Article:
Sorry it's been so long since my last post. After the beaver dam was washed away by the flood, I thought it might be fun to see if I could capture activity in the bluebird boxes.
Several dedicated volunteers in the park have maintained a trail of 27 boxes starting in 1994. For a variety of reasons, mostly habitat loss and pressure from invasive species, Eastern bluebird populations have plummeted. From this trail alone, though, over 1000 bluebirds have been fledged.
Huzzah for volunteers!
So, I found a tree close enough to a box that I thought I might see some fun bird activity. After two weeks, and fiddling with the location--no luck. I think this is because the birds are too small to activate the motion sensor on the camera. But I did find another fox.
Cromwell Valley Park is apparently fox heaven.
|The second location|
I found a place with remarkably few animals. But I did find an interesting rain event.
On the 27th of May, at 5:42 pm and 5:54 pm there were two thunderstorms recorded, followed by rain at 0.05 inches of rain at 6:33 pm. Some more rain fell that evening, for a daily total of 0.30 inches. That is a trifle less than a third of one inch of rain.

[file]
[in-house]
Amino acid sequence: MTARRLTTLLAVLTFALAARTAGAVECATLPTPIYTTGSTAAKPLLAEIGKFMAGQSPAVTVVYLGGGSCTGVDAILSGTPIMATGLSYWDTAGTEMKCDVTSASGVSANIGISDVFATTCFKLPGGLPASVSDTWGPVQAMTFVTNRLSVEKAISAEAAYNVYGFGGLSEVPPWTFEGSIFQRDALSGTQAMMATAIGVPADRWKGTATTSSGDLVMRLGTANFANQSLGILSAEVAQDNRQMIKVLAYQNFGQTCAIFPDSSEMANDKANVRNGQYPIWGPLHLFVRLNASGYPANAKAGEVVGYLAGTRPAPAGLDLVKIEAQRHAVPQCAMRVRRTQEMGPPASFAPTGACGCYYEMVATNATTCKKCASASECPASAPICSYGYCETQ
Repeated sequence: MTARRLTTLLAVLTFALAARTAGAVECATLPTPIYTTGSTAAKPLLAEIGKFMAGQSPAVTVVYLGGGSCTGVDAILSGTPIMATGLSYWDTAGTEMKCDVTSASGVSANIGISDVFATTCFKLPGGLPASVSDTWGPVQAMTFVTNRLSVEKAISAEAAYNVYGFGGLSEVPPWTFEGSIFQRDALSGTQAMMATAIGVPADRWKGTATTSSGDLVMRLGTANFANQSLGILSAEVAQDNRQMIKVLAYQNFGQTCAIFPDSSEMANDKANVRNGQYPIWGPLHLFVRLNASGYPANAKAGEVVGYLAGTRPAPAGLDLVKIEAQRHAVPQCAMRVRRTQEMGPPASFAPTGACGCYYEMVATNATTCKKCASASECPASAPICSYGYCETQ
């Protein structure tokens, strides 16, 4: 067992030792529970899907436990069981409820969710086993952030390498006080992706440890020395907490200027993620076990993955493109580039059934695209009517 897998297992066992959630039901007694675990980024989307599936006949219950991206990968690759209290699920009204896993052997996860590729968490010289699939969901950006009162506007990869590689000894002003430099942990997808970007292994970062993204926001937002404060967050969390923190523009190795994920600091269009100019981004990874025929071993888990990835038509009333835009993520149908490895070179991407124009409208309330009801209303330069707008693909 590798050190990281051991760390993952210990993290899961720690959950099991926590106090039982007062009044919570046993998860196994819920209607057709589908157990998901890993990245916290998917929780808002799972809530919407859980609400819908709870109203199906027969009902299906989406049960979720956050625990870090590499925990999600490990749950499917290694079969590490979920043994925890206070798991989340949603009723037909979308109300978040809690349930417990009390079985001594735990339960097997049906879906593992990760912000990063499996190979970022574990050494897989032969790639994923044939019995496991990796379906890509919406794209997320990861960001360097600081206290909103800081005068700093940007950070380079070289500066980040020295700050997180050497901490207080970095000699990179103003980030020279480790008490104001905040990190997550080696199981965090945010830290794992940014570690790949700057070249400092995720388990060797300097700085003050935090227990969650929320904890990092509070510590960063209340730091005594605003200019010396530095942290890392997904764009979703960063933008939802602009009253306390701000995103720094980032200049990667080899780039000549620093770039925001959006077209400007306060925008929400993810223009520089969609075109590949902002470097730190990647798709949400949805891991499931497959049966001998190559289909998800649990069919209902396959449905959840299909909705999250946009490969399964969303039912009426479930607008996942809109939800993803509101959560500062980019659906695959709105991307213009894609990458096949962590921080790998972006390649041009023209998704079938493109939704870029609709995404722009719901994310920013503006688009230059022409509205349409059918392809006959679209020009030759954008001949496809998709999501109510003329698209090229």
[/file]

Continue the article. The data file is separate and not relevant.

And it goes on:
You'll notice the rain in the first pictures. These small puddles correspond with the thunderstorms. Then, at 6:25 pm, about 30 minutes after the second thunderstorm...the water rises dramatically, and carries trash downstream. (See 7:05 pm.)
This rush of storm water, going too fast, carrying too many pollutants, and washing away the stream bottom, is one of the main causes of urban stream syndrome. (http://www.epa.gov/caddis/ssr_urb_urb2.html)
This is not a problem without solutions. A section of Minebank Run itself has just been restored by Baltimore County The city of Baltimore is making significant strides to reduce the amount of impervious surface in the city limits. What are you doing to help?
Go outside and play.